What's the focus? Cozies? Thrillers?

I would say its pretty much across the board. Perhaps our history is in the cozy area. Jill Churchill very much writes to a cozy audience. We have some "edgy" books. We publish Lawrence Block's Scudder series in paperback. We also publish Peter Robinson who's done a fairly gritty police procedural.

You have Elizabeth Peters now don't you?

We have Elizabeth Peters. Absolutely. I think our forte is an area that I call sort of "soft medium-boiled", which is to say it's not cozy. When I say the word cozy I think a lot of people think cat mysteries and all that stuff. I'd prefer to call what we publish the "soft medium-boiled," which might feature say a female P.I. whose got some attitude, but she's not out there swearing constantly and tossing back drinks one after another. I think when people hear "hardboiled" they usually think a book is going to be dark with the hero/heroine roaming the mean streets. We strive for diversity. We've got some historical mystery authors as well. We also try to cover all regions. I mean I don't necessarily say, "Oh, we don't have a series set in Texas, so we need one." But the Pacific Northwest was just going great guns for awhile, and we have about four different series set in that general area. So I will be very honest when yet another series comes in set in the Pacific Northwest I say, "Hmmm...what's my shtick here? This better be really, really good, because we have more than enough in that area."

What does a submitting author need to do to really make an impression on you?

We'll I'd have to say -- to be brutally honest -- nowadays it really helps to have an agent. I'm not going to say once you have an agent it's a piece a cake.
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A Long Line of Dead Men by Lawrence Block
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But I'm getting so much material in right now that, unless I feel it's been pre-screened, my inclination really is just not to look at it first. I don't have the time to take it as seriously as I do when it's coming from an agent that I know and I've done business with. I'd address it in two ways. If you're working with an agent, obviously you want your agent to really know the business. Don't just sign up with any old agent. Get someone who really understands the mystery community and understands what our intentions are versus, say, St. Martin's. We have two very different philosophies and approaches to publishing, and it's important that an aspiring author understand the difference between the two houses. If you don't have an agent yet, my favorite thing to recommend is go to your bookstore, look at the books that you feel are similar in nature, atmosphere or tone to what you are writing and see who publishes them. See if they have thanked an editor and/or an agent in the book. And if they have, send a letter. Target the agent first, because I think that makes the most sense. If you're getting nowhere, then submit it without an agent. It is a little flattering to get a letter from an aspiring writer which says, "I just finished A Crooked Little House by Susan Rogers Cooper and I noticed that you were her editor and I just loved it. I have a similar feel to my book and it will really appeal to you." I mean, there is a little bit of flattery going on, but at least that letter has a way of rising from the pack versus the standard letter which says, "Here is my proposal..."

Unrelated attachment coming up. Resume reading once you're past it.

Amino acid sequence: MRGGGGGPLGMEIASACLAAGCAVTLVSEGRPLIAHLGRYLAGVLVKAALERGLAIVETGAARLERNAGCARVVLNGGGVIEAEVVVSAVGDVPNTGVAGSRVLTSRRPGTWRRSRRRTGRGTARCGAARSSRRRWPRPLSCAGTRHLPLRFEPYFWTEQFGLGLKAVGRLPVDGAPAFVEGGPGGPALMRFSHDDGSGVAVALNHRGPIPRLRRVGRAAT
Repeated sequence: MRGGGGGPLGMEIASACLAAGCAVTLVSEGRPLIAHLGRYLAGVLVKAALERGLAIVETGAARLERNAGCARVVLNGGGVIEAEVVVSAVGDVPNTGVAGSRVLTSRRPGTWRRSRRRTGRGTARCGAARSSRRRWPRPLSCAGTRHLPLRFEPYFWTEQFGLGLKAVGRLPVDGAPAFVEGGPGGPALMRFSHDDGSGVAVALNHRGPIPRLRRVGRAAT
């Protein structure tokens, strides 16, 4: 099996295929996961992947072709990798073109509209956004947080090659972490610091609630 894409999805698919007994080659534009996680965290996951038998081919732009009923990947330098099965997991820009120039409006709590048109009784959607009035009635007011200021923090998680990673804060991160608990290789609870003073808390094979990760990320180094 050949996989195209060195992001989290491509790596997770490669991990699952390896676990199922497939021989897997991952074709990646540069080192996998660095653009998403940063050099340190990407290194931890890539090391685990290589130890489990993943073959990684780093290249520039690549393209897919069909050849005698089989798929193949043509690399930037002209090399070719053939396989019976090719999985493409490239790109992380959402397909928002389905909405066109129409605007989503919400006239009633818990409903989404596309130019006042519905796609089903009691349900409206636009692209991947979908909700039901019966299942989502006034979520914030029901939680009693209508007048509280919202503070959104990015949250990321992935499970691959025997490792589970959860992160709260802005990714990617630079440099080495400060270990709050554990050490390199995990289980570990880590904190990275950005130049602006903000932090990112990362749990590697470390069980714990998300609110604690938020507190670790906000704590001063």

So you do look at some things that just come in over the transom?

I always do the courtesy of looking at material that comes into me. I personally do look at it. I just don't give it as much time as I do something that comes from an agent. I'll look at it and if it really makes me think, "Wow! You know what? This really does have a neat angle to it," I will read more.

Do you prefer reading a short query or do you like a synopsis with first three chapters with the query? What do you want to see?

To be honest, just a short intro and some samples of the writing. Even a chapter's really good. Just to give me a feel. Because the writing quality is the important thing. You know, it can be great pitch letter, but if the writing isn't there I don't care how good it is, how good the scenario it is. So it is good to get a taste of the writing.

Let's talk about the author/editor relationship. How do you approach the author/editor relationship? How do you present your suggestion for changes to the manuscript? Is it difficult?

I don't think so. Although, I've worked with some challenging authors over time.

We won't ask you to name names!